“Why did I choose to fight for money?” Douthit asked. “We knew we couldn’t get the road. We knew we could never get it.”

And so Douthit began the long, uphill battle to bring the same revelation to the rest of Swain County.

One of the people on Douthit’s list to bring over to the side of a cash settlement was Luke Hyde. Born and raised in Swain County, Hyde went away to law school and entered the world of state politics in Raleigh. He traveled back and forth regularly, and Douthit figured Hyde would be useful to have on their side.

Like Douthit, Hyde, 69, had always supported the road. In the late 1960s, Hyde joined an underground movement of strategists to get the road built. They researched federal laws, studied the politics and plotted the prospects of bringing a lawsuit against the federal government get the road built.

But one day in the mid-1970s, when Hyde was giving a talk for the local Democratic Party in the old Swain County Courthouse, Douthit approached Hyde and shoved a thick stack of papers into his hand. Among the papers was a copy of the 1943 Agreement. Hyde came across the same pesky hold-harmless clause.

“I sat there reading it and my face flushed and I got angry and said ‘Son of a gun,’” Hyde recalled. “It was a marvelous job of lawyering.”

Like Douthit, Hyde realized then there would never be a road. There was only one outlet left. In lawyer’s terms, it’s called a “substitute performance,” but to laymen it would become known as the cash settlement.

It wasn’t an easy stance for Hyde. His own family grew up in the North Shore area and was forced off their land to make way for the lake and the park. Many in his own family remain road supporters to this day.

“We respect and love each other enough not to talk about certain issues,” Hyde said. “We are on good terms, but they think I am wrong for supporting the cash settlement.”

The drama over the North Shore Road heated up through the 1980s. Descendents of the North Shore area sued the government to get the road built, known as the Helen Vance lawsuit. The case was lost, appealed, lost again, appealed again, but denied by the Supreme Court for a hearing.

Meanwhile, Congressmen fought it out in the halls of Washington. Dueling bills were introduced: one that would provide a cash settlement of $9.5 million and one that would build the road.

In Swain County, public hearings on the dueling bills drew crowds in the hundreds, inspiring impassioned, angry and heartbreaking speeches. It was like a replay of the public hearings from 20 years earlier pitting wilderness designation against road construction. Little did people know at that time that the hearings were destined to repeat themselves yet again 20 years later.

Supporters of a cash settlement had won an important and promising ally in the late 1970s: Cecil Andrus, Secretary of the Department of the Interior. Andrus made a trip to Swain County to see for himself the issue at hand. It seemed everyone wanted a shot at lobbying Andrus, so a local entourage rented a bus and piled in for a chance to bend Andrus’ ear.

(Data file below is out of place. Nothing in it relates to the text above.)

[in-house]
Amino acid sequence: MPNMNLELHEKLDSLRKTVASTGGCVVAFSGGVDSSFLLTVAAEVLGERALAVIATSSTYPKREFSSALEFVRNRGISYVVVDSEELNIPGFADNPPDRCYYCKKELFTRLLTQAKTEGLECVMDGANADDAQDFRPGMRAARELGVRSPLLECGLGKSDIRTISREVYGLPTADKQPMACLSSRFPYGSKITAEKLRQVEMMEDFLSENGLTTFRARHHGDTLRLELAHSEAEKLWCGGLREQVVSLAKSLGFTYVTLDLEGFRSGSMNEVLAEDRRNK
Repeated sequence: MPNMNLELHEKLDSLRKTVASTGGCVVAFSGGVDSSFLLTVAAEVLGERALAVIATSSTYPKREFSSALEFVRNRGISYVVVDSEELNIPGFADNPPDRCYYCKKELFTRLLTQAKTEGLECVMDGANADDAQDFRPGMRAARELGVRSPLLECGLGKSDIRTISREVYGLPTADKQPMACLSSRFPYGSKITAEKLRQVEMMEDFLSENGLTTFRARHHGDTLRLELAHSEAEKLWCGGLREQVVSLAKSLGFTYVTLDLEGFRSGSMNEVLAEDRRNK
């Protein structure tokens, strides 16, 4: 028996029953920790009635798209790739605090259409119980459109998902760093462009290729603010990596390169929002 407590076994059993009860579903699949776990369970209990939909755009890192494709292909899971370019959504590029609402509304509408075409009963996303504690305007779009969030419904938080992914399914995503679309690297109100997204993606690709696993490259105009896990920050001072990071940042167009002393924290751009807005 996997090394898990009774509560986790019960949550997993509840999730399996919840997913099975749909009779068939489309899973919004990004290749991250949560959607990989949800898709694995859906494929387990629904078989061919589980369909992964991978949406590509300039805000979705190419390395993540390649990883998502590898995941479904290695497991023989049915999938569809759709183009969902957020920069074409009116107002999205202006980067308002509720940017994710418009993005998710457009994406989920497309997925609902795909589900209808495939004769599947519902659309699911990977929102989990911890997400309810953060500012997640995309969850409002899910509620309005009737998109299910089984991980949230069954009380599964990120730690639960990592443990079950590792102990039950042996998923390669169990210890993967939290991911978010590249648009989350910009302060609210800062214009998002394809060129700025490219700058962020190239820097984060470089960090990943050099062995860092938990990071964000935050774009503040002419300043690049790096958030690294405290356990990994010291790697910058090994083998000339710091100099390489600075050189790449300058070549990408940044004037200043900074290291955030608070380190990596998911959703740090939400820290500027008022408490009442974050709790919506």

“We took him up to Calf Pen Gap and let him look across Fontana Lake to the Smokies,” Douthit said. “We wanted to convince him that Swain County was due some money, due something.”

The fieldtrip ended with a catered picnic at Deep Creek in the park. Andrus was apparently convinced and began working to help secure a cash settlement for Swain County. Andrus even appointed a committee to study the issue, which recommended a cash settlement of $9.5 million. A bill was introduced to that effect in Congress.

Although one foot was in the door, the prospect of a cash settlement hit a brick wall. Senator Jesse Helms, with his dueling bill to build the road, proved a formidable opponent. Helms was soon joined in Washington by Congressman Charles Taylor, who took a similar stance in the House of Representatives.

By the ‘90s, the issue had all but stalled. The families suing for the road lost their lawsuit in the federal courts. In Congress, Helms and Taylor were unable to advance the road but were unwilling to take up the cause of a cash settlement.

“We wound up with nothing,” Douthit said.

While hamstrung nationally, supporters of a cash settlement put their down time in the ‘90s to good use, swaying the hearts and minds of locals. In the process, Hyde struck on a commonly held belief.

“If you asked people as a moral question, should the government build the road, the answer would be ‘yes.’ But at the same time 9 out of 10 said there ain’t going to be a road,” Hyde said.

So Hyde stopped asking people whether they thought the road should be built.

“The question instead is ‘since they are not going to build the road, what should we do now? What is an intelligent plan B?’” Hyde said. “That’s been my posture.”

They took their message to what Hyde calls the county’s “influence molders,” one porch at a time and one living room at a time. One of those on their list was a man named Leonard Winchester.